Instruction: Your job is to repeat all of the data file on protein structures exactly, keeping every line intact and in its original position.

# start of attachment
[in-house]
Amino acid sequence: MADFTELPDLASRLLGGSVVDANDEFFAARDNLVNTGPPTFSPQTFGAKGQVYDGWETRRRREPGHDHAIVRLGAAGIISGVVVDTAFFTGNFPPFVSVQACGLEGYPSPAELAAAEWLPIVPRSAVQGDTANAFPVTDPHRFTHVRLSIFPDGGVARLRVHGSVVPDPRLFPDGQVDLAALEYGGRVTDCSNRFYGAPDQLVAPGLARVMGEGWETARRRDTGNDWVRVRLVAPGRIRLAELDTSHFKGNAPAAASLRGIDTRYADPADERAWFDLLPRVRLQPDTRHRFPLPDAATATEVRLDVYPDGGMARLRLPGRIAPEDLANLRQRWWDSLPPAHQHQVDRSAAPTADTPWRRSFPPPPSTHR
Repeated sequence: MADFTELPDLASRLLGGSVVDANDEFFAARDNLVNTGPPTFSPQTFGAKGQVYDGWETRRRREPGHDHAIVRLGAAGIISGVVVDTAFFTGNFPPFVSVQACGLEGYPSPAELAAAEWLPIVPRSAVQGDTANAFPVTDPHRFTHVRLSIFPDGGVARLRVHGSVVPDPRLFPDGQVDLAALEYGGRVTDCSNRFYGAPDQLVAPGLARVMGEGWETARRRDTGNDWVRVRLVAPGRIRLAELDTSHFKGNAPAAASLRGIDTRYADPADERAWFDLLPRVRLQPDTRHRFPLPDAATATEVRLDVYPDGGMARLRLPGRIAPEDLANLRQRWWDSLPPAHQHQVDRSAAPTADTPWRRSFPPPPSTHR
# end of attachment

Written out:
[in-house]
Amino acid sequence: MADFTELPDLASRLLGGSVVDANDEFFAARDNLVNTGPPTFSPQTFGAKGQVYDGWETRRRREPGHDHAIVRLGAAGIISGVVVDTAFFTGNFPPFVSVQACGLEGYPSPAELAAAEWLPIVPRSAVQGDTANAFPVTDPHRFTHVRLSIFPDGGVARLRVHGSVVPDPRLFPDGQVDLAALEYGGRVTDCSNRFYGAPDQLVAPGLARVMGEGWETARRRDTGNDWVRVRLVAPGRIRLAELDTSHFKGNAPAAASLRGIDTRYADPADERAWFDLLPRVRLQPDTRHRFPLPDAATATEVRLDVYPDGGMARLRLPGRIAPEDLANLRQRWWDSLPPAHQHQVDRSAAPTADTPWRRSFPPPPSTHR
Repeated sequence: MADFTELPDLASRLLGGSVVDANDEFFAARDNLVNTGPPTFSPQTFGAKGQVYDGWETRRRREPGHDHAIVRLGAAGIISGVVVDTAFFTGNFPPFVSVQACGLEGYPSPAELAAAEWLPIVPRSAVQGDTANAFPVTDPHRFTHVRLSIFPDGGVARLRVHGSVVPDPRLFPDGQVDLAALEYGGRVTDCSNRFYGAPDQLVAPGLARVMGEGWETARRRDTGNDWVRVRLVAPGRIRLAELDTSHFKGNAPAAASLRGIDTRYADPADERAWFDLLPRVRLQPDTRHRFPLPDAATATEVRLDVYPDGGMARLRLPGRIAPEDLANLRQRWWDSLPPAHQHQVDRSAAPTADTPWRRSFPPPPSTHR